a thousand years ago. The first point is the sheer number of 'small
words' you would need to do that. This means that you are still going
to have to work in order to read this book, even if I have been
successful and you can understand my 'translation' of Fr. Keefe's
      This relatively minor problem is then really a major practical
difficulty. The simple truth is that 'normal people' don't read books like
this one. If you have read even this far in this book, your status as a
'normal person' is seriously in jeopardy.
      But the second and major point is, using small words might make it
possible for those people a thousand years ago to 'understand' you
when you explained television to them -- but the effect would be, that
they would move from suspecting that you were nuts, to being certain
of it.
      Just for example, one implication of what you would have to say to
explain television to those people is that the table you were all sitting
around is almost entirely 'empty' space. Another implication is that,
even if they put their own hands on that table and pressed as hard as
they could, nothing 'material' would ever come into contact. And so
      So, you could 'explain' television to people a thousand years ago --
but in the process, you would convince nearly all of them that the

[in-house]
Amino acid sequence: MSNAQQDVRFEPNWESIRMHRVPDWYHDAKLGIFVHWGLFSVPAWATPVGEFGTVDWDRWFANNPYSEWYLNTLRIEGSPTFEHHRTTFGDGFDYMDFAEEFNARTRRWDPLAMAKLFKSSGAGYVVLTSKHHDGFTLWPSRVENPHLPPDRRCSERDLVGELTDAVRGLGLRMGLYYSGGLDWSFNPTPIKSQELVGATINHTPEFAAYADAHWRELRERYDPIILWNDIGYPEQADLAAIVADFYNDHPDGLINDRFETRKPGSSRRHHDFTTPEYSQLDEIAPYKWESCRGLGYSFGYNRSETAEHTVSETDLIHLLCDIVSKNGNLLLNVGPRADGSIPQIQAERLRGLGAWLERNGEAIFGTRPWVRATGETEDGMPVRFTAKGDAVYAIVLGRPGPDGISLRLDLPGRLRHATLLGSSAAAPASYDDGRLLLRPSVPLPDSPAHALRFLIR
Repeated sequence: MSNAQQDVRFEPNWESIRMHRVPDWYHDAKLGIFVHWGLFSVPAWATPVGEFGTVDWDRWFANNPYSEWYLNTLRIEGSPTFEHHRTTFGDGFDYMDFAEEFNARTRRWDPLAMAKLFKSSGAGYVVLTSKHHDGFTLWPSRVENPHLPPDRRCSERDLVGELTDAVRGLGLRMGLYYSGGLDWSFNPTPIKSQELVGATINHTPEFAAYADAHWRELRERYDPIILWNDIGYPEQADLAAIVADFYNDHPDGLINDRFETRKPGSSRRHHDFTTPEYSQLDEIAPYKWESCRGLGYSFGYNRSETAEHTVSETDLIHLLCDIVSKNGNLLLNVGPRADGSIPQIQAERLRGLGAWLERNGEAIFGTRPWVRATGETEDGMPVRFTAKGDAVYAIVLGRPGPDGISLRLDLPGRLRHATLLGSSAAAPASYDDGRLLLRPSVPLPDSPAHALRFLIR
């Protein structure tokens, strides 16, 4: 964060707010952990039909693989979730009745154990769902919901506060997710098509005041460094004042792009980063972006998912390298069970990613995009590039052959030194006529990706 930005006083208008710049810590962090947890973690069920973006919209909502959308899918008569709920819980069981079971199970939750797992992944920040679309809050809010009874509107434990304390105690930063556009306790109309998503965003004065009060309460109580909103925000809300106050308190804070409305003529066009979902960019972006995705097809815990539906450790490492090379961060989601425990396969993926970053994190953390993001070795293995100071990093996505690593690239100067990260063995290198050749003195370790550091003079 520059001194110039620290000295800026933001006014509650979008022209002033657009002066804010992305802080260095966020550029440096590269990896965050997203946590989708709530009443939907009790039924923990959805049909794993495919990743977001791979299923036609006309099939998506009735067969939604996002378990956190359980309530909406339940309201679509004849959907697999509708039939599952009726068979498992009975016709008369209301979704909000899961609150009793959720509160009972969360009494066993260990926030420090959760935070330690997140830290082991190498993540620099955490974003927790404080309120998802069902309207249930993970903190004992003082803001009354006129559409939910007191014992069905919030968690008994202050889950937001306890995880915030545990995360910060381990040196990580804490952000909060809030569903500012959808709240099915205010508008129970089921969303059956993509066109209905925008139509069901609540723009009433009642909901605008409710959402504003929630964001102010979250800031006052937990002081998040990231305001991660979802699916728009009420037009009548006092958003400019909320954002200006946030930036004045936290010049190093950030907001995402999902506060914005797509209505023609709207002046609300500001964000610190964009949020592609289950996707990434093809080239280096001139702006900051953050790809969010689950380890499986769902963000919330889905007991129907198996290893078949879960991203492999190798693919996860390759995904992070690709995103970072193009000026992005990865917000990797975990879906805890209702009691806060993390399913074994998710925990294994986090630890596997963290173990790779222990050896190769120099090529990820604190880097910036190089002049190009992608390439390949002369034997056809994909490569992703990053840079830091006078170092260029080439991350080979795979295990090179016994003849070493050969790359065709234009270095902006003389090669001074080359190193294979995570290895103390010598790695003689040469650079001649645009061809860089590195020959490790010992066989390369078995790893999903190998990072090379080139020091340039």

'explanation' contained far too many things that they simply couldn't
swallow. The more they understood exactly what you were saying, the
crazier they would think you were.
      This is why to do what Einstein did, to think like a child, is so
difficult for grown-ups. To think like a child, grown-ups have to give
up too much of what they already 'know.' On the other hand, giving up
what you know is definitely no formula for arriving at truth. There are
very good reasons, usually, to hold very tight to what you know.
Einstein thought like a child, but not childishly.
      It is this distinction, between thinking like a child and thinking
childishly, that the world no longer makes with regards to Catholic
worship. To take Catholic sacramental realism really seriously has
become childish, by definition.
      The sad fact is that a very large majority of American Catholics
whose current job is ideas, who get paid to think, also consider the
matter obvious -- it is childish ('fundamentalist,' 'obscurantist,'
'unprogressive,' 'unenlightened,' 'paternalistic,' 'sexist,' and
'authoritarian' are bigger but similar words that are also used) to take
the Eucharist seriously, the way your grandmother did.
      The late comedian Allan Sherman (who was not Catholic and
actually did not seem to think all that highly of Catholics) once wrote

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